Christmas is a magical time of year and holds a very special place in all the hearts at Tea with Rosie, the Victorian Christmas underpins our values and outlook on the festive period. It is, then, perhaps an appropriate time to cast our attention back to the nineteenth century and look at the way in which the society that invented Christmas in its modern form chose to celebrate the occasion.
Dinner parties in general played an important role in affluent Victorian society. They were used by wealthy households to showcase their affluence and good taste to other members of ‘high society’. Christmas dinner, however, was a slightly different affair, yet equally important. Like today, Christmas dinners were more about family than impressing guests. In fact, the Victorians pretty much designed the family element of Christmas. During the 1840s, the economy was in poor-health (sound familiar?), and there was a lot of social unrest which made the middle class feel insecure. The Victorians regarded the family as a stronghold against these uncertainties and the family unit was therefore very important to them. Christmas had not been emphasised much since the seventeenth century, when the Puritans had tried to have it banned. The Victorians recognised that a revival of the festival might distract from some of the misery of the ‘hungry’ forties, and so they began to celebrate it once more, incorporating their strong family values into it. Christmas day, and in particularly Christmas dinner, became the pinnacle of Victorian family-time, when everyone from grandparents to children gathered together under the same roof to eat and share presents. This ideal is a prominent theme in Charles Dickens’ famous Christmas novel A Christmas Carol, in which the reformed Ebenezer Scrooge consolidates his new outlook by having Christmas dinner with his previously estranged family.
Although Christmas dinner was less about impressing guests than sharing a festive celebration with relations, as with everything in Victorian middle class society, it had to be carried out with more than a touch of elegance and finesse. Articles in women’s magazines and domestic journals instructed upon every last detail of preparation for the event – from the arrangement of flowers and decorations on the festive dinner table to menu and recipe suggestions and even tips on dealing with the in-laws! The intricacies of some of these preparations make today’s task seem tame – although the lady of the house, to whom responsibility for them fell, was in some instances aided by a small of army of house-staff!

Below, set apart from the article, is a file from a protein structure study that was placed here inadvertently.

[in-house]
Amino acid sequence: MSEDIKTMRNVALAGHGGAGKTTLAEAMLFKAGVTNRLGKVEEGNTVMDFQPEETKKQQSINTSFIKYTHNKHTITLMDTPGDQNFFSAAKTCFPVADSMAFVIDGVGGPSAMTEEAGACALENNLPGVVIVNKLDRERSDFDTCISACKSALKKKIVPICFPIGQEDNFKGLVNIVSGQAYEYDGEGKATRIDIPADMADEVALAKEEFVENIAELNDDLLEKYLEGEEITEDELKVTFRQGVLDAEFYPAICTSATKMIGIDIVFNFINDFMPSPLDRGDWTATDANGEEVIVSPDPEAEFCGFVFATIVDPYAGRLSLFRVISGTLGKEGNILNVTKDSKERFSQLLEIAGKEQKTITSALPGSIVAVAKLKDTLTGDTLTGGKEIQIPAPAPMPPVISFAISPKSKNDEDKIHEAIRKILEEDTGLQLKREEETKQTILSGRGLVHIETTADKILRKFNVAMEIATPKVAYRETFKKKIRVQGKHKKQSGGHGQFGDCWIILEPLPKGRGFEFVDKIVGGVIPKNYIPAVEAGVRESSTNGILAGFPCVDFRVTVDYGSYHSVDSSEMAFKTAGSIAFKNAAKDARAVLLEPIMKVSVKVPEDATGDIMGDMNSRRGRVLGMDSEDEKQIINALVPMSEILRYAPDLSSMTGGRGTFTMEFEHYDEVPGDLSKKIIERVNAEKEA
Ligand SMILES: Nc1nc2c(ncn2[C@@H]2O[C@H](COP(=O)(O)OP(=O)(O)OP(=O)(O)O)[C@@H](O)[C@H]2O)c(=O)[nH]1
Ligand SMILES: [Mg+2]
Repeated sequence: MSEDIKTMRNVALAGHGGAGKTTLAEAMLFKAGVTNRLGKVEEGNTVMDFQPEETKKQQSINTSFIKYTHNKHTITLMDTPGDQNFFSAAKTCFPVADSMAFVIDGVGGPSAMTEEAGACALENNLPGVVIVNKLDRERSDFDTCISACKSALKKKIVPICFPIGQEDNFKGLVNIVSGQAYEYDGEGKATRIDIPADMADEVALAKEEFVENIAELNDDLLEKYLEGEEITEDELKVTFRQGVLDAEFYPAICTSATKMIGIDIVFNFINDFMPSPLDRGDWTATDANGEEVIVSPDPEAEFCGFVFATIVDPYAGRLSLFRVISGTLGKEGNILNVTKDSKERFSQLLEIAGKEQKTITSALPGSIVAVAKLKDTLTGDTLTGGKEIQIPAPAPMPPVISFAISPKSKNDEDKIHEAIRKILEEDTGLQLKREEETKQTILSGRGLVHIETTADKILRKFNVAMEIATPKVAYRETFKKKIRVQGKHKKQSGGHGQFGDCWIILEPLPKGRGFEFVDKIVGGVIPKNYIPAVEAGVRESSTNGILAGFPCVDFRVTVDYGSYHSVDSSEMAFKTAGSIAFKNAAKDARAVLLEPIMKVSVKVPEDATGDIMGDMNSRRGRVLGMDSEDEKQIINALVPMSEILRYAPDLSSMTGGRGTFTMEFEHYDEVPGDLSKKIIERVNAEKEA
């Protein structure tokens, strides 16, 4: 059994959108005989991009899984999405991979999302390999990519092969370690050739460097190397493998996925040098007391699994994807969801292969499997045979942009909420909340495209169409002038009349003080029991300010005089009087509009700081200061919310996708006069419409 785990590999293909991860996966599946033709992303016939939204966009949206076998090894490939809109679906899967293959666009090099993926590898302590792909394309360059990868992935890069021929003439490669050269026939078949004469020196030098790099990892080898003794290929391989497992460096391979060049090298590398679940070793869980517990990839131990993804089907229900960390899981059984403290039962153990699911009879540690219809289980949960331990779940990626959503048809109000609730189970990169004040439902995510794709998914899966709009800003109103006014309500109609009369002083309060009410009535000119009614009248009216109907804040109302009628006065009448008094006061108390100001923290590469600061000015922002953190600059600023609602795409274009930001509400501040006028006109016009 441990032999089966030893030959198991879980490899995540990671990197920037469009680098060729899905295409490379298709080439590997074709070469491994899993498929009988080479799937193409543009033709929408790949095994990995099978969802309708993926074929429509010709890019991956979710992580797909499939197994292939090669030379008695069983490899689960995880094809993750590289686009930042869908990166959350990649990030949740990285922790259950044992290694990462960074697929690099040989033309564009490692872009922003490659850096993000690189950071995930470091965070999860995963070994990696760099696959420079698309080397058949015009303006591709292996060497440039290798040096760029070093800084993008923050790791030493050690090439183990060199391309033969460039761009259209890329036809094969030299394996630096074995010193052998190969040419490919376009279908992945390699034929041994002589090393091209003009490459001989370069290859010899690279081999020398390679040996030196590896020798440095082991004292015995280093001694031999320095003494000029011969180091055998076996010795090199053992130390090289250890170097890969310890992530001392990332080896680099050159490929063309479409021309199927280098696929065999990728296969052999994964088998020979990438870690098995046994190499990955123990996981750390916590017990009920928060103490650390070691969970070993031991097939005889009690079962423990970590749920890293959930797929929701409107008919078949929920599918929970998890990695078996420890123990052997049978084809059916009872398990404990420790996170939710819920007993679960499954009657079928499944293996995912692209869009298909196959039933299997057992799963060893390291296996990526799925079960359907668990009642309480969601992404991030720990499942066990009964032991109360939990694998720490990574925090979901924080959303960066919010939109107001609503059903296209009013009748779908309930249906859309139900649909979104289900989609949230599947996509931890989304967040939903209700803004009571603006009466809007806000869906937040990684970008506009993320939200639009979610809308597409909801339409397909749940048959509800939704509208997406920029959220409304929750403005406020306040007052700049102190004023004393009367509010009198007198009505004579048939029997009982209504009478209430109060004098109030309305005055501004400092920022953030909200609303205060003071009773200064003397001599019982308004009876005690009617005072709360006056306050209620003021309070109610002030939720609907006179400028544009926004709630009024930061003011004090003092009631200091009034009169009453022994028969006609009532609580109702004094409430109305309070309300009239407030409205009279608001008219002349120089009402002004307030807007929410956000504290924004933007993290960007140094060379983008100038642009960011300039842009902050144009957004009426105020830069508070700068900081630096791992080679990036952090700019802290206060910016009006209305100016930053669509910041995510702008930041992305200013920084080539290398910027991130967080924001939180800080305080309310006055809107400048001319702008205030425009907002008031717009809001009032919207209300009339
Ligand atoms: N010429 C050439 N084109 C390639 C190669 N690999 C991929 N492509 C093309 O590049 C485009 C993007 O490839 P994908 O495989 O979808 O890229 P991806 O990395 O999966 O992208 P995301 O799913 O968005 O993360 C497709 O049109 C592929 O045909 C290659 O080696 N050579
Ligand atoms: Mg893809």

Victorian Christmas dinners nearly always incorporated the main elements of beef or turkey and mince pies but they also had to be ‘recherché’ (exotic) in order to be truly ‘tasteful’. They were often begun with fish or vegetable soups as starters and accompanied with walnuts, grapes, and ‘bengal toasts’. Christmas pudding was a mainstay (and the subject, like today, of much complaint and humour!), but was also typically supplemented by a variety of other puddings such as trifles and ‘French sweets’. Christmas crackers (another Victorian invention) would be present at the table and, like today, pulled during the meal. After dinner, a dance might be held for the children of the family, followed by games and entertainments such as charades or ‘magic lantern’ shows (magic lanterns were early image-projectors, so it was a little bit like settling down to watch some good Christmas telly!).
As can be seen, many elements of our modern Christmas were first devised by the Victorians, and so it is them we can thank for the festival as we now enjoy it. Elegance was the watchword of the Victorian festive dining experience, and Tea with Rosie shares this sentiment. We can – to pinch another Victorian slogan – bring ‘sweetness and light’ to your Christmas dinner or Christmas party, so get in touch if you would like to find out more.